Models of trade and factor flows based on differences in factor endowments give clear predictions as to how globalization affects inequality and development. Models in which productivity differences between countries drive trade and factor flows gave more ambiguous predictions. Unfortunately, productivity differences seem necessary to understand many, though not all, "big picture" globalization, inequality, and development outcomes. The factor endowment predictions help give us insight into how the North Atlantic economy achieved decreasing inequality between countries in the last five decades. They also give us insight into the great migration of Europeans from the land-scarce Old World to the land-abundant New World in the late 19th and early 20th centuries, accompanied by the predicted movements in land rental/wage ratios. However, productivity differences appear to be an important facet of many globalization, inequality, and development episodes. In the Old Globalization era, they seem to be crucial to understand the lack of convergence between North Atlantic economies, the great divergence between rich and poor countries in that same era, and the bias of capital flows toward rich countries. In the New Globalization era, productivity differences are important to capture the very different performance of poor country regions in recent decades, the flow of all factors of production toward the rich countries, the low returns to physical and human capital in many poor countries, and the "perverse" behavior of within-country inequality in reaction to trade and capital flows.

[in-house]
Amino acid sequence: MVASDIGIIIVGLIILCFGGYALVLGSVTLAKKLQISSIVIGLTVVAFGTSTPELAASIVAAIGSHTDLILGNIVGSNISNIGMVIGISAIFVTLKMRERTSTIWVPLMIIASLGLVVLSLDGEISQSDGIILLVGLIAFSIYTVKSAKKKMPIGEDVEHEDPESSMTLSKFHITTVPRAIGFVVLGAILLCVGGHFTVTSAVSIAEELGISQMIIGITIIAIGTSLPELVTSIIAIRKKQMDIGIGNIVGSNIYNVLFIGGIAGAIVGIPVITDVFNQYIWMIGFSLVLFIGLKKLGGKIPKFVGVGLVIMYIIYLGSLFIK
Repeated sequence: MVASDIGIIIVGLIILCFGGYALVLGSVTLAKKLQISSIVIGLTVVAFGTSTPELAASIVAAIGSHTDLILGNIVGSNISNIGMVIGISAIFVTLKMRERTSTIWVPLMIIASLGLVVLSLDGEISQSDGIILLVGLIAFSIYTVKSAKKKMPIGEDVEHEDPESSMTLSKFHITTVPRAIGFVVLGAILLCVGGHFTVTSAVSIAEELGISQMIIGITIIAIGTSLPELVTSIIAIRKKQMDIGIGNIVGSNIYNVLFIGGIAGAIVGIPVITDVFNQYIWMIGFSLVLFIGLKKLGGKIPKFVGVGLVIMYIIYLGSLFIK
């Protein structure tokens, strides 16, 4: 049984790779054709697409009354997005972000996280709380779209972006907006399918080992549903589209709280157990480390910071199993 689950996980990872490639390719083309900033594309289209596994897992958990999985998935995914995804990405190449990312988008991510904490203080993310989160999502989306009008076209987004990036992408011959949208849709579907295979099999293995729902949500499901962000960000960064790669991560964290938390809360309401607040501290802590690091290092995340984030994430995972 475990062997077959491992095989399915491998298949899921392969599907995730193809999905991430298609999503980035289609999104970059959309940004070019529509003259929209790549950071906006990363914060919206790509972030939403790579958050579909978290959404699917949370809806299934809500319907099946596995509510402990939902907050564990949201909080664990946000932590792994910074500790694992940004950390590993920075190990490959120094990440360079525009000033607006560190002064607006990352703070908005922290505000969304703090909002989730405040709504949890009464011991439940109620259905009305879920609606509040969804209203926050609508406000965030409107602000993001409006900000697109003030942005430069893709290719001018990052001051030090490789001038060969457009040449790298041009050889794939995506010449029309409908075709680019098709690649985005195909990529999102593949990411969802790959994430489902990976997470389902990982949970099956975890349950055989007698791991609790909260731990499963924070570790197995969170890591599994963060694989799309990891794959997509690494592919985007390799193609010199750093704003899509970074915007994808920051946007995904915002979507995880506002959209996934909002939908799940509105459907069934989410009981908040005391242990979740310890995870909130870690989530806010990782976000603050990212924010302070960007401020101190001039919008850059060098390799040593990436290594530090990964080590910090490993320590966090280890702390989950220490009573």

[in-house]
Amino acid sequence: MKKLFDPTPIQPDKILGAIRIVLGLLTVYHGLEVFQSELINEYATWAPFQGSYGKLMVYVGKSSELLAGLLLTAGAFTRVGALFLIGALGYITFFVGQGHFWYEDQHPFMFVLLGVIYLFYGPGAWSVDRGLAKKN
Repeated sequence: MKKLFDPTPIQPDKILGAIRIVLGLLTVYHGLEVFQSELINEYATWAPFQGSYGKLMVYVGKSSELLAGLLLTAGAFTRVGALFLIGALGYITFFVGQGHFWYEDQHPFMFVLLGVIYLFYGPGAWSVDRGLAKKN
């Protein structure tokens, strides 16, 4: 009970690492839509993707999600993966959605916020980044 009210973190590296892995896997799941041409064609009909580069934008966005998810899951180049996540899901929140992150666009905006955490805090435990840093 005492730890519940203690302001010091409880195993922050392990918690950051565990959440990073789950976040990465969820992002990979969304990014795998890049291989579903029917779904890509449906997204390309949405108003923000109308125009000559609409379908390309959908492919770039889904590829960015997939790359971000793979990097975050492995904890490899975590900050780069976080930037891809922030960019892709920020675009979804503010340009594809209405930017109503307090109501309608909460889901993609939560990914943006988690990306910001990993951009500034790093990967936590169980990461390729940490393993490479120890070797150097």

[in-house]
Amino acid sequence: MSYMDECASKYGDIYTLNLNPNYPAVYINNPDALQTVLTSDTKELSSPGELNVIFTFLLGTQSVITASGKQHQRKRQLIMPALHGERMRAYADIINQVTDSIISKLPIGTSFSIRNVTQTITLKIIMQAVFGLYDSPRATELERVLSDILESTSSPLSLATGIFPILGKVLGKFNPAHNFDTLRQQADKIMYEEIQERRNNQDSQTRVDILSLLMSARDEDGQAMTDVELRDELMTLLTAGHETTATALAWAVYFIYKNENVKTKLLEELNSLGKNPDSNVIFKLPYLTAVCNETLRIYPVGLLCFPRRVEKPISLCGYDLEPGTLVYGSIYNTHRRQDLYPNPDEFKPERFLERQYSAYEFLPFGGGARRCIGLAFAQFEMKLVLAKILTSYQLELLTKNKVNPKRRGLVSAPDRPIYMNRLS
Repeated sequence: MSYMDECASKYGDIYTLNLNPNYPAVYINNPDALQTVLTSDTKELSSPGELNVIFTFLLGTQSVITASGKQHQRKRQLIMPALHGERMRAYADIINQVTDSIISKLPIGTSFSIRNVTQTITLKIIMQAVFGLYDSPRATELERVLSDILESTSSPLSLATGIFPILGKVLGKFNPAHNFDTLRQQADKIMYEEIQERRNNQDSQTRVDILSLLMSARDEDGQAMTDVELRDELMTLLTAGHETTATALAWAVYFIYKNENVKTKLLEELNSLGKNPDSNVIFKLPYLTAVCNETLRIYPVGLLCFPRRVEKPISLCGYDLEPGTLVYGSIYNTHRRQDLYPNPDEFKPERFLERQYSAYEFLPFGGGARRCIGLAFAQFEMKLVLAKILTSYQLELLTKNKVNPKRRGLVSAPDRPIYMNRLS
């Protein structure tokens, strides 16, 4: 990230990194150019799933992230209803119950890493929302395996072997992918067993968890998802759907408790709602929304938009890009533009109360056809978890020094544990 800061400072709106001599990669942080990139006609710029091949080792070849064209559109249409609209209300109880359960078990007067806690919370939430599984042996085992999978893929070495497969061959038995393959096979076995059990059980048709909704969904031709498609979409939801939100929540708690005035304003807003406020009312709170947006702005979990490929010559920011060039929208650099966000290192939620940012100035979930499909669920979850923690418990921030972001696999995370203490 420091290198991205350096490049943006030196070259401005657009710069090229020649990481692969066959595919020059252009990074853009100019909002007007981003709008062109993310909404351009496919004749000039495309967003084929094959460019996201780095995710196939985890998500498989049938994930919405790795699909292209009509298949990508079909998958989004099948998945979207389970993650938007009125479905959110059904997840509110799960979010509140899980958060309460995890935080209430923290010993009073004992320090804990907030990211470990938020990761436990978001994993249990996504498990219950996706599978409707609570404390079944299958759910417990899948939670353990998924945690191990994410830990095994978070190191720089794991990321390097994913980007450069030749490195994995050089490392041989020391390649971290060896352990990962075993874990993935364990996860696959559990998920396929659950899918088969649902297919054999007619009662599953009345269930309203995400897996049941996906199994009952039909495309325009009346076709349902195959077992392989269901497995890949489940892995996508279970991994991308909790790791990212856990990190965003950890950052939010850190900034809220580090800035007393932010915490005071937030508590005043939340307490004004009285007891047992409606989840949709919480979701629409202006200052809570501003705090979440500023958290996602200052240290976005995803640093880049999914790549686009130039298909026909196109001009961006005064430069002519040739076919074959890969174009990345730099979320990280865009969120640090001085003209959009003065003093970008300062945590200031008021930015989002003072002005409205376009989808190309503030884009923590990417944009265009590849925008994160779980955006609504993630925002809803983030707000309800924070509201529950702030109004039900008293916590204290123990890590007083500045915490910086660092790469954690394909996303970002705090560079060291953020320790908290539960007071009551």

Keywords: Globalization; Trade; Capital flows; Migration; Education; Development
Views expressed in the paper are those of the authors and do not necessarily reflect those of the Bank of Japan or Institute for Monetary and Economic Studies.